Site Meter

Sunday, March 25, 2007

Bureacratic SNAFU Causes Interruption of US Torture Efforts

If you want to get anything done avoid committees, meetings, and memos.
As a result of such inefficient idiocies, the USA has been stuck in the community of semi decent nations (AKA the civilized world) for months.

“The administration has been engaged in a deliberative and thoughtful interagency process,” Mr. Johndroe said. “This process required additional time as new officials, including the defense secretary, director of national intelligence and White House counsel were brought into the deliberations.”
Not as stirring as "we hold these truths to be self-evident" but it might just do for the next 22 months.

Warning Goodwin's law violation below. Skip next paragraph if your doctor has advised you to avoid Goodwin's law violation.

Reminds me of a story Gosta Esping Anderson once told about how the Bureaucrats in the German Social Welfare agency slow walked the Nazi's effort to politicize the German welfare state (claiming they didn't have the information technology resourses or something) until VE day.

End of Goodwin's law violation related bloggin activities.

Is this another glorious victory for bureaucracy in the service of humanity ?

No bright lines, ignore red flags, count on red tape.

It's the only thing which is holding us above the abyss.

update: should have written
we are dangling over the abyss clinging to red tape


Anonymous said...

You are writing passionately and well.


Anonymous said...

March 26, 2007

Americans Face a Moral Reckoning
By James Carroll - Boston Globe

YOU HAVE been reading "The Sorrow of War" by Bao Ninh, the classic account of what in Vietnam is called the American war. The title of Bao Ninh's novel captures the feeling of grief and loss that always comes in the wake of violent conflict. Allowing room for fear, grief, and loss must define the dominant experience in Iraq today, where the suffering caused by this American war mounts inexorably.

But sorrow has also emerged as a note of life in the Unites States lately. Many comparisons are drawn between this nation's misadventures in Iraq and Vietnam, but what you are most aware of is the return of a clenched feeling in your chest, a knot of distressed sadness that is tied to your country's reiteration of the tragic error. After the chaotic end of the Vietnam War in 1975, you were like many Americans in thinking with relief that the nation would never know -- or cause -- such sorrow again.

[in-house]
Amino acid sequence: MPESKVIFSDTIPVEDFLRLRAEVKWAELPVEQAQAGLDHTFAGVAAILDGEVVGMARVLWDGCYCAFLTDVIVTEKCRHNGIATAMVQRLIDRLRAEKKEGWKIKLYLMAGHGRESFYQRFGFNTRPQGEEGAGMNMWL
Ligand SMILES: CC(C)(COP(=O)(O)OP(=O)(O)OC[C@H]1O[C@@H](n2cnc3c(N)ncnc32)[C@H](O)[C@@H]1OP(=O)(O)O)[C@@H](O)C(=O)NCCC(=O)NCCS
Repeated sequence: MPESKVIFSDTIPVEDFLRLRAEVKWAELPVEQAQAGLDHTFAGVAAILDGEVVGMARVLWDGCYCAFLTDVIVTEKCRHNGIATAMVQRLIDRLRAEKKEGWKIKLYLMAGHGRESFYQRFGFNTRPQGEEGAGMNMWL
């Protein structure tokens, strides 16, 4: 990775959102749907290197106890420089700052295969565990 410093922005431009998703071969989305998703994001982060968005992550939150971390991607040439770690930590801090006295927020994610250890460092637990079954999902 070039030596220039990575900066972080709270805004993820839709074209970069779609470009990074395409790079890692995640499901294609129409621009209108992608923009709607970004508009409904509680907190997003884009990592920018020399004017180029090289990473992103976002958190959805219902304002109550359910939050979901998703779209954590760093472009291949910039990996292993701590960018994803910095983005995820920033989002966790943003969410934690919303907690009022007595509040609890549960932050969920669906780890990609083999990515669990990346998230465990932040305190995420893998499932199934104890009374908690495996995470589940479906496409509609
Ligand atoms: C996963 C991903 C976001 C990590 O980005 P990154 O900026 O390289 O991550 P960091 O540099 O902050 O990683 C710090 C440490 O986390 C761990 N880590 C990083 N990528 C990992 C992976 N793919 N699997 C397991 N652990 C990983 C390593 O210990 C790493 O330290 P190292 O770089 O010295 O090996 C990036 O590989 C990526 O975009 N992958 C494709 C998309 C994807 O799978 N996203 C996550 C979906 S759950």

The sorrow is back. Everywhere you go, friends greet one another with a choked acknowledgment of a nearly unspeakable frustration at what unfolds in Iraq. This seems true whether people oppose the war absolutely, or only on pragmatic terms; whether they want US troops out at once, or over time. Even about those distinctions, little remains to be said. Bush's contemptuous carelessness, his inner circle's corrupt enabling, the Pentagon's dependable launching of folly after folly, the Democrats' ineffectual kibitzing, even your heartfelt concern for the troops -- these subjects have exhausted themselves. The "surge" of the January escalation was preceded by the surge of public anguish that resulted in Republican losses in November. That election was a stirring rejection of the administration's purposes in Iraq, a rejection promptly seconded by the Iraq Study Group. But so what? Bush's purposes hold steady, and their poison tide now laps at Iran.

Why should you not be demoralized and depressed? But the sorrow of war goes deeper than the mistaken policies of a stubborn president. Next to Bao Ninh's book on your shelf stands "The Sorrows of Empire" by Chalmers Johnson. That title suggests how far into the bone of your nation the pins of this problem are sunk. In effect, the disastrous American war in Iraq is the text, while America's militarized way of being in the world is the context. Armed power at the service of US economic sway has made a putative enemy of a vast population around the globe, and that enemy's vanguard are the terrorists. Violent opposition to the American agenda increases with each surge from Washington, whatever its character. Both text and context reveal that every dream of empire brings sorrow, obviously so to the victims of imperial violence, but also to the imperial dreamers, whether or not they consciously associate with what is being done in their name.

But the word sorrow implies more than grief and loss....